A Wiltshire Police community support officer who lost both legs in Afghanistan has gone on to become para-bobsleigh World Cup champion.
Inspirational Corie Mapp was born in Barbados and left in 2005 to join The Life Guards, the senior regiment of the Household Cavalry.
He became the first Barbadian to ride on Trooping the Colour as well as training in Canada with Prince Harry.
But his life turned upside down in 2010 whilst serving in Afghanistan when he drove an armoured vehicle under Taliban fire to protect an injured sergeant.
The vehicle ran over a concealed Improvised Explosive Device and he later recovered consciousness in Selly Oak Hospital, Birmingham. He had lost both his legs below the knee and suffered other serious injuries.
But within two months he was back with his regiment in Windsor on his new prosthetic legs and promoted to Lance Corporal.
He is now a Police Community Support Officer (PCSO) with Wiltshire Police and used his free time during lockdown to write about his experiences.
Corie says on how losing his limbs spurred him onto be a European and World Cup champion in para bobsleigh.
He said: “I want people to be inspired by it. It’s a story about triumph overcoming adversity.
“It’s a story about a person who has had a hand dealt that was a pretty rough one, but that hasn’t defined the person that I became.
“I spent the entire lockdown recording the story over the telephone with my co-author, Christopher Joll.
”We didn’t meet until after the book was finished, but it doesn’t show.
”Having gone through all I’ve gone through, it was a really cathartic experience because I had lost a lot of memories from the explosion.
“I got to talk to my mum about some of the things that I would have done as a kid and my sisters reminded me about things.
“I want people who are going through difficult circumstances. I want it to reach them.
“It’s important that people who read my book try and understand it through my eyes. I’m not sure that’s possible, but that is what I would like.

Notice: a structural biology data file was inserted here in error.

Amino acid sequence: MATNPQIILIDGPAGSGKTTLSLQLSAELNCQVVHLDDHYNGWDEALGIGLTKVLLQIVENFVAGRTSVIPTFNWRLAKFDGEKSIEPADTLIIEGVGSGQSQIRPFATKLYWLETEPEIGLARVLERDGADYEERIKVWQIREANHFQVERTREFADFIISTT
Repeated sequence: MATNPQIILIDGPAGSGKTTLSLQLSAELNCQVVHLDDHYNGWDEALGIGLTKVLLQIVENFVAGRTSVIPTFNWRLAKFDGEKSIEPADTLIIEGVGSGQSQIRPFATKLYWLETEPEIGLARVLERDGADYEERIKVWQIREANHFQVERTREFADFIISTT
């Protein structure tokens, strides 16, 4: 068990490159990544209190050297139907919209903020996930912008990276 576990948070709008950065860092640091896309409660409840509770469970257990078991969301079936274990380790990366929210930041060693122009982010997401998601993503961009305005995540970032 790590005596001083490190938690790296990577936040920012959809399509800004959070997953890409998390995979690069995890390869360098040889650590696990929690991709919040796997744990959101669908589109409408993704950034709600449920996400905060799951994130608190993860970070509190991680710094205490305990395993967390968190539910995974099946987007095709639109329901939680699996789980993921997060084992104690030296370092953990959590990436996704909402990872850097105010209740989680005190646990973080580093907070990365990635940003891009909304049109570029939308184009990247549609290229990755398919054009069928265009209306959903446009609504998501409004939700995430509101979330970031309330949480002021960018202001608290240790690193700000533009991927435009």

“We all go through things and it depends on how you take those things. You can take a negative and turn it into a positive and that’s what I want people to do.”
On losing his limbs he said: “I found it very hard at first.
”Processing something like that, I don’t think you can adequately explain how you do it.
“I remember some stuff like my first shower, which I talk about in the in the book.
“The nurse wheeled me into the to the bathroom.
”And at that point, you read how I saw all the blood pouring off me as the water ran onto my skin and then my hair fell out.
“I completely broke at that point because I wondered what was actually left of me.
“Later that day, I saw my kids and they were so positive that I had no choice but to embrace the fact that I was still alive and they still saw me as dad.”
The book is affectionately named Black Ice, a nod to the nickname Corie has been given on the bobsleigh circuit.
He won gold in the inaugural Para Bobsleigh World Cup in St Moritz in 2014, before becoming World Cup champion in 2018 and European Champion in 2020.
Corrie added: “Sport gave me something to get up for in the morning, something to live for.
“I never thought I would be that good at anything, to be completely honest. I don’t really think about the success, I just see it as something I love. It’s not necessarily the be all or end all of my life, so to speak, but I just I just really love it.
“It gives me a freedom, an adrenaline rush that I hadn’t experienced.”
Not content with his sporting achievements, in 2020 Corie joined Wilshire Police as a full-time Police Community Support Officer, with ambitions of becoming a Police Constable.
As is evident from his life and the book, he enjoys serving the community with a selfless attitude and takes great pride from being there as an inspiration to others.
“Joining Wiltshire Police has shown I can function day-to-day and I can achieve things outside of a sporting environment, which is pretty cool,” he said.
“I wanted to make a difference in the community and I wanted to be part of a team again.
“It has added challenges but like everything, you meet challenges with solutions.
“I enjoy meeting the children at school. When you turn up and see them excited to see you and telling you what they have done and the reassurance it gives their parents is a nice feeling.
“We’re all one community and it is nice to be able to go out and represent them.”